|Systematic (IUPAC) name|
|(3S,4R)-3-ethyl-4- [(3-methylimidazol-4-yl) methyl]oxolan-2-one|
|CAS number|| |
|ATC code||N07 S01EB01|
|Mol. mass||208.257 g/mol|
|Half life||0.76 hours|
Pilocarpine has been used in the treatment of chronic open-angle glaucoma and acute angle-closure glaucoma for over 100 years. It acts on a subtype of muscarinic receptor (M3) found on the iris sphincter muscle, causing the muscle to contract and produce miosis. This opens the trabecular meshwork through increased tension on the scleral spur. This action facilitates the rate that aqueous humor leaves the eye to decrease intraocular pressure.
In ophthalmology Pilocarpine is also used to reduced the possibilty of glare at night from lights if the patient underwent implantation of phakic intra-ocular lenses, therefore the use of Pilocarpine would reduced the size of the pupils relieving these symptoms. The most common concentration for this use is Pilocarpine 1%, the weakest concentartion.
Pilocarpine is also used to treat dry mouth (xerostomia). Pilocarpine stimulates the secretion of large amounts of saliva and sweat. It may also cause hypotension and bradycardia in the cardiovascular system, and bronchospasm and increased bronchial secretion in the lungs due to its non-selective muscarinic action.
Pilocarpine is available under several trade names such as: Diocarpine (Dioptic), Isopto Carpine (Alcon), Miocarpine (CIBA Vision), Ocusert Pilo-20 and -40 (Alza), Pilopine HS (Alcon), Salagen (Pharmacia & Upjohn), Scheinpharm Pilocarpine (Schein Pharmaceutical), and Timpilo (Merck Frosst).
Use of pilocarpine may result in a range of adverse effects, most of them related to its action as a muscarinic receptor agonist. Pilocarpine has been known to cause excessive sweating, excessive salivation, bronchospasm, increased bronchial mucus secretion, bradycardia, hypotension, browache (when used as eye drops) and diarrhea. It can also result in miosis when used chronically as an eye drop.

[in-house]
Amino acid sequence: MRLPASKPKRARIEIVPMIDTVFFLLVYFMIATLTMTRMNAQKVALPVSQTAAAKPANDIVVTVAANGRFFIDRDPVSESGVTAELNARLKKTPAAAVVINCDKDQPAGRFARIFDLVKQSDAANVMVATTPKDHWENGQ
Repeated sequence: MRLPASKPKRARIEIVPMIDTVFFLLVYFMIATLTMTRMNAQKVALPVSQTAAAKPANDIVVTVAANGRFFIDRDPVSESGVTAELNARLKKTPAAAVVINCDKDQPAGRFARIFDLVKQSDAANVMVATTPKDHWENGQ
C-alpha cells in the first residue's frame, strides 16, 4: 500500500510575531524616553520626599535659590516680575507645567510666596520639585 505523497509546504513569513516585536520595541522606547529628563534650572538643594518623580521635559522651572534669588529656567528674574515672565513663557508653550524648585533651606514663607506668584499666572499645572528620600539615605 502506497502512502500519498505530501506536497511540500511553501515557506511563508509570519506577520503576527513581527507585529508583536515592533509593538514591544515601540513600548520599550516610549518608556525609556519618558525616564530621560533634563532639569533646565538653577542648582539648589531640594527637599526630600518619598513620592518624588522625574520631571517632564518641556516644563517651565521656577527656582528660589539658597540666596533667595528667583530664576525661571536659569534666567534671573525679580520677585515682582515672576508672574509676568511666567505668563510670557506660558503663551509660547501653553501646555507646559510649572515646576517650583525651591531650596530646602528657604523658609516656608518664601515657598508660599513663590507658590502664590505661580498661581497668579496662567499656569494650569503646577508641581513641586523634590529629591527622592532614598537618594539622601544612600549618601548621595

The therapeutic uses of pilocarpine are limited by its adverse effects.
- Katzung, Bertram. Basic and Clinical Pharmacology, 9th ed. (2004). ISBN 0-07-141092-9
- Brenner, G. M. (2000). Pharmacology. Philadelphia, PA: W.B. Saunders Company. ISBN 0-7216-7757-6
- Canadian Pharmacists Association (2000). Compendium of Pharmaceuticals and Specialties (25th ed.). Toronto, ON: Webcom. ISBN 0-919115-76-4
|Anticholinesterases||Stigmine (Neostigmine, Pyridostigmine, Distigmine) - Ambenonium|
|Choline esters||Carbachol - Bethanechol|
|Other parasympathomimetics||Pilocarpine - Choline alfoscerate|
Ophthalmologicals: antiglaucoma preparations and miotics (S01E)
|Sympathomimetics||Apraclonidine • Brimonidine • Clonidine • Dipivefrine • Epinephrine|
|Parasympathomimetics||Aceclidine • Acetylcholine • Carbachol • Demecarium • Echothiophate • Stigmine (Fluostigmine, Neostigmine, Physostigmine) • Paraoxon • Pilocarpine|
|Carbonic anhydrase inhibitors||Acetazolamide • Brinzolamide • Diclofenamide • Dorzolamide • Methazolamide|
|Beta blocking agents||Befunolol • Betaxolol • Carteolol • Levobunolol • Metipranolol • Timolol|
|Prostaglandin analogues||Bimatoprost • Latanoprost • Travoprost • Unoprostone|
|Other agents||Dapiprazole • Guanethidine|
There is no pharmaceutical or device industry support for this site and we need your viewer supported Donations | Editorial Board | Governance | Licensing | Disclaimers | Avoid Plagiarism | Policies